Corey Tafoya: This is all part of a committee that we’re calling our facilities steering committee. We’re having discussions with some community members who were on the committee and our administrators who are trying to get into this idea of what is it that is of the most dire need? So John will talk about that part of it. What my part of it is to talk about is why right now this is really so especially important?
Corey Tafoya: The timing of this is really critical and there may feel like, wow, this is a weird time of year maybe to have these meetings. But, it really is very important we’re doing this all now. The reason why I say that is because, we have for the last three years been beneficiaries of a new state funding formula for education. The way this is different is in the past money given to every school for the state was based on their local property value.
Corey Tafoya: Those assessments are EAV, we call it. That was basically how it was calculated in your average daily attendance, and that’s kind of how you knew as a district how much money you’d receive. Well, the formula is a lot more complex now and it benefits us a great deal because it’s calculated on this idea of what’s the adequacy of the amount of money coming to you from the state? So they determine what type of students are in the school? Do they have English language learners? Special ed students?
Corey Tafoya: Those things make a higher value. It also appreciates that communities that have a lower EAV or taxable value that can be con contributions to the districts wealth, that makes a big difference. We want to make sure that we’ve got enough funding for that. So when the very first version of this, they determined every school district in Illinois adequacy percentage.
Corey Tafoya: So in our very first go round with that, we were at only 50% adequacy. We are actually the third lowest school district in the whole state in terms of adequacy. While that’s not great news because it means we’re horribly under funded, the state should be giving us approximately twice as much money as it was. We knew that there was some funding that accompanies that. So what the legislature has done for the last three years, they’ve supported this.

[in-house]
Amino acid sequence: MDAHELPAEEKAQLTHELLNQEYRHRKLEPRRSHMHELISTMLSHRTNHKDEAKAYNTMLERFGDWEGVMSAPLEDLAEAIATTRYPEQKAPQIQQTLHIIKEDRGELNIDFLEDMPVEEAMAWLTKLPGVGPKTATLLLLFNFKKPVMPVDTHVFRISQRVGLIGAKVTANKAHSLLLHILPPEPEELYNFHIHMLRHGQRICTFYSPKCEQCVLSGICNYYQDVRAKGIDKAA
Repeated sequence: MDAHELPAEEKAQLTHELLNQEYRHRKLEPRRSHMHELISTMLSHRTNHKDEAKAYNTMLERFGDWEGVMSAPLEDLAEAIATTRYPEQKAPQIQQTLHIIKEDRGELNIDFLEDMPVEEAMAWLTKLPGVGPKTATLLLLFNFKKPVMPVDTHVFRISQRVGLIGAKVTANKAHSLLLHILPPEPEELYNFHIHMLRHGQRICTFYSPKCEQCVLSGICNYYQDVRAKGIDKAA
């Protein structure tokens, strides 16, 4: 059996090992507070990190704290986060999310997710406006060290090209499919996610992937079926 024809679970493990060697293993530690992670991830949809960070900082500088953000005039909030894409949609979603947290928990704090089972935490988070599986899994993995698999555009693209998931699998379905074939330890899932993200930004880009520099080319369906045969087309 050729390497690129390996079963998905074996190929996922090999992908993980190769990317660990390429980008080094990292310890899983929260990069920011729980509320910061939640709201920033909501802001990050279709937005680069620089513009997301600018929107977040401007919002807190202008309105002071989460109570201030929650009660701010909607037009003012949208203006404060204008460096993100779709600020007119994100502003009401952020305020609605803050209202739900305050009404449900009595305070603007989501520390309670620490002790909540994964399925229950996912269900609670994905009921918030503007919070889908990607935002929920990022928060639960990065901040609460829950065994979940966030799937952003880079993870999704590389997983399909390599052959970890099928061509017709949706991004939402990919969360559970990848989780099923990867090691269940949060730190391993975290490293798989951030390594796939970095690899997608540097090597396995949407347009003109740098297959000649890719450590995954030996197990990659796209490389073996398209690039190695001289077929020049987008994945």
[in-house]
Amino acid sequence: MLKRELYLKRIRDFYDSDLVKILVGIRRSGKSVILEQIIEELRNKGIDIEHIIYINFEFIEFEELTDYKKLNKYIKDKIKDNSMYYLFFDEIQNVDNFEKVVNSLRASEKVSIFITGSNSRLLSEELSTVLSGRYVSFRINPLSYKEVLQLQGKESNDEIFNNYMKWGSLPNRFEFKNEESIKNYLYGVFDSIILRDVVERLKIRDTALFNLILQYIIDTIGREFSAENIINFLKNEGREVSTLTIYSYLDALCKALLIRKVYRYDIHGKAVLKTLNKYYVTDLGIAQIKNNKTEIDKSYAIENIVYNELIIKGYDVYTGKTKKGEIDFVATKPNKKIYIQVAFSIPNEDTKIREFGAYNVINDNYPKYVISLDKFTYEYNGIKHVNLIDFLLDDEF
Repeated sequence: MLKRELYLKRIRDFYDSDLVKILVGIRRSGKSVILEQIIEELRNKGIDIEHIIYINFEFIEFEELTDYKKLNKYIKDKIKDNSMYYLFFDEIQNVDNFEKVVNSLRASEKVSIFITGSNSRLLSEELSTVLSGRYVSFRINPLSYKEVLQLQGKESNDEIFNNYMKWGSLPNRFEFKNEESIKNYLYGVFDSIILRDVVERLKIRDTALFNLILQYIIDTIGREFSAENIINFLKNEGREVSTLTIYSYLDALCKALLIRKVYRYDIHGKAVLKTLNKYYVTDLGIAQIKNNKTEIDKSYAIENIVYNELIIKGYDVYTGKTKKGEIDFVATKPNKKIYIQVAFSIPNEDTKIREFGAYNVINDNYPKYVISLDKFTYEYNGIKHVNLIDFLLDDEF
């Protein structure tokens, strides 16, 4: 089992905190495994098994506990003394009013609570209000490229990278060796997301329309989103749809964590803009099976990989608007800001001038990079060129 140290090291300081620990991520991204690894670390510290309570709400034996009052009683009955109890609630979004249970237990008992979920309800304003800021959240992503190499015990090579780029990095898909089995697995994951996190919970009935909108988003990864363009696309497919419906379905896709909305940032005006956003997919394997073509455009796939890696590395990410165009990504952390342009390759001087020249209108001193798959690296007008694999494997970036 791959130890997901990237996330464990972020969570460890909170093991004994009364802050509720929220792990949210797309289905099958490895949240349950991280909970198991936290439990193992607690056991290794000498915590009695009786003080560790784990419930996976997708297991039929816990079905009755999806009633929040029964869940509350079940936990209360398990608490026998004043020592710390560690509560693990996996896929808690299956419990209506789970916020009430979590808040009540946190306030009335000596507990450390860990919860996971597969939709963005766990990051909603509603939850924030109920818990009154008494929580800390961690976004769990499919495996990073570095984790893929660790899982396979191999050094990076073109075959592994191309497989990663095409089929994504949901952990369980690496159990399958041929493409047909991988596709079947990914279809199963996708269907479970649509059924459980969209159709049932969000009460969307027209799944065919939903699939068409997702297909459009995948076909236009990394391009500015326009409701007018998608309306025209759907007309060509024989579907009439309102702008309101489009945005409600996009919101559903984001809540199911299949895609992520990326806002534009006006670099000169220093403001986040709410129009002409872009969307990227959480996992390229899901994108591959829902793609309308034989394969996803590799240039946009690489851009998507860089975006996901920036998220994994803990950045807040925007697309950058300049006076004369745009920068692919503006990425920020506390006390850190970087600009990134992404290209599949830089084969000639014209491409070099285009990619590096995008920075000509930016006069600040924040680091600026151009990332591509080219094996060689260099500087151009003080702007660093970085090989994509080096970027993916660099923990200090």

Corey Tafoya: So if you talk to legislators, tell them to continue to support evidence-based funding because it’s making a huge difference for us. The first year we got an additional two point $2 million from the state beyond what the initial allocation was. In the second year they added another $1.8 to that initial $2.2. So every year they stack more. This year I think it was $1.4 million, it was in that range before a settle.
Corey Tafoya: So we are the recipients and we are trying now to figure out how to properly address the needs of the district. What we’ve done so far with that money is really address instructional needs. We have a lot of instructional needs. For the first time ever we have, as you might’ve heard, if you follow closely enough, we have art classes. Last year we started that program at Crosby and Jefferson. That was something we didn’t really have in the past.
Corey Tafoya: This year have instructional coaches. We’ve done things with technology. We’ve done things to address class size problems. So there’s a lot of things that evidence-based money is allowed us to do that frankly we just never do before because our money was way, way too tight. But, we still have, obviously, needs and now since we’re at a stable spot with addressing the educational personnel. We’ve added social workers. We’ve added counselors. We’ve done a lot of things to help the social-emotional needs of our kids.